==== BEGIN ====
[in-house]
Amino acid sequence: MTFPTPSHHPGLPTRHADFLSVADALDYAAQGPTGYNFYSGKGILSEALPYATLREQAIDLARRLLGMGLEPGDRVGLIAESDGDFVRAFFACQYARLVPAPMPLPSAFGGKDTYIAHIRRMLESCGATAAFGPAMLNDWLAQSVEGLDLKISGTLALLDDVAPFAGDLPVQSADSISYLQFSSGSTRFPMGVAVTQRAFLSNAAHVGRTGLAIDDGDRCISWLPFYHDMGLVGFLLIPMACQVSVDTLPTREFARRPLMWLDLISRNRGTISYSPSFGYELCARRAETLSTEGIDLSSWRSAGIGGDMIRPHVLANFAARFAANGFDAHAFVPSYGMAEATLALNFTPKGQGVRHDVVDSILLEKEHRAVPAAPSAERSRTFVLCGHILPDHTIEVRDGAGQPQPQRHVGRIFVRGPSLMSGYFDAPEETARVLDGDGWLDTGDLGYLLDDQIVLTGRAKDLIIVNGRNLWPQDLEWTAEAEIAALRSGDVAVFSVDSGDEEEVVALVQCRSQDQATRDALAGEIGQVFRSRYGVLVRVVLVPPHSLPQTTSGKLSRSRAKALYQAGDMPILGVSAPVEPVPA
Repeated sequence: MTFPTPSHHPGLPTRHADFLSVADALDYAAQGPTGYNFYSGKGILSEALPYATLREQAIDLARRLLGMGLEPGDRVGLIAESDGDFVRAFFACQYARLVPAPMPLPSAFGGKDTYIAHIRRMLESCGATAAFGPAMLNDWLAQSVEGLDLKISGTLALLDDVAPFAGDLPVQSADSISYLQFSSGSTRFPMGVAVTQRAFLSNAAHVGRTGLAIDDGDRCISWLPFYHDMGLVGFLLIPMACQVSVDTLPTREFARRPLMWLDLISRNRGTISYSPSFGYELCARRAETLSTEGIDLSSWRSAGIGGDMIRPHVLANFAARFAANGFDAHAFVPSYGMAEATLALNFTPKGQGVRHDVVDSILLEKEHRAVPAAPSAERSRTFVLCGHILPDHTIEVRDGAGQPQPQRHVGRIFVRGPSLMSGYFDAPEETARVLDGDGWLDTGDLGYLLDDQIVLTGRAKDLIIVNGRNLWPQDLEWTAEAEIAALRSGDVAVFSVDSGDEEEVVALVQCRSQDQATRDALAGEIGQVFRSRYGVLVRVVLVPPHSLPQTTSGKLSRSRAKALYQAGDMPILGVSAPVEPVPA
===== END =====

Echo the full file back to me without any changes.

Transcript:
[in-house]
Amino acid sequence: MTFPTPSHHPGLPTRHADFLSVADALDYAAQGPTGYNFYSGKGILSEALPYATLREQAIDLARRLLGMGLEPGDRVGLIAESDGDFVRAFFACQYARLVPAPMPLPSAFGGKDTYIAHIRRMLESCGATAAFGPAMLNDWLAQSVEGLDLKISGTLALLDDVAPFAGDLPVQSADSISYLQFSSGSTRFPMGVAVTQRAFLSNAAHVGRTGLAIDDGDRCISWLPFYHDMGLVGFLLIPMACQVSVDTLPTREFARRPLMWLDLISRNRGTISYSPSFGYELCARRAETLSTEGIDLSSWRSAGIGGDMIRPHVLANFAARFAANGFDAHAFVPSYGMAEATLALNFTPKGQGVRHDVVDSILLEKEHRAVPAAPSAERSRTFVLCGHILPDHTIEVRDGAGQPQPQRHVGRIFVRGPSLMSGYFDAPEETARVLDGDGWLDTGDLGYLLDDQIVLTGRAKDLIIVNGRNLWPQDLEWTAEAEIAALRSGDVAVFSVDSGDEEEVVALVQCRSQDQATRDALAGEIGQVFRSRYGVLVRVVLVPPHSLPQTTSGKLSRSRAKALYQAGDMPILGVSAPVEPVPA
Repeated sequence: MTFPTPSHHPGLPTRHADFLSVADALDYAAQGPTGYNFYSGKGILSEALPYATLREQAIDLARRLLGMGLEPGDRVGLIAESDGDFVRAFFACQYARLVPAPMPLPSAFGGKDTYIAHIRRMLESCGATAAFGPAMLNDWLAQSVEGLDLKISGTLALLDDVAPFAGDLPVQSADSISYLQFSSGSTRFPMGVAVTQRAFLSNAAHVGRTGLAIDDGDRCISWLPFYHDMGLVGFLLIPMACQVSVDTLPTREFARRPLMWLDLISRNRGTISYSPSFGYELCARRAETLSTEGIDLSSWRSAGIGGDMIRPHVLANFAARFAANGFDAHAFVPSYGMAEATLALNFTPKGQGVRHDVVDSILLEKEHRAVPAAPSAERSRTFVLCGHILPDHTIEVRDGAGQPQPQRHVGRIFVRGPSLMSGYFDAPEETARVLDGDGWLDTGDLGYLLDDQIVLTGRAKDLIIVNGRNLWPQDLEWTAEAEIAALRSGDVAVFSVDSGDEEEVVALVQCRSQDQATRDALAGEIGQVFRSRYGVLVRVVLVPPHSLPQTTSGKLSRSRAKALYQAGDMPILGVSAPVEPVPA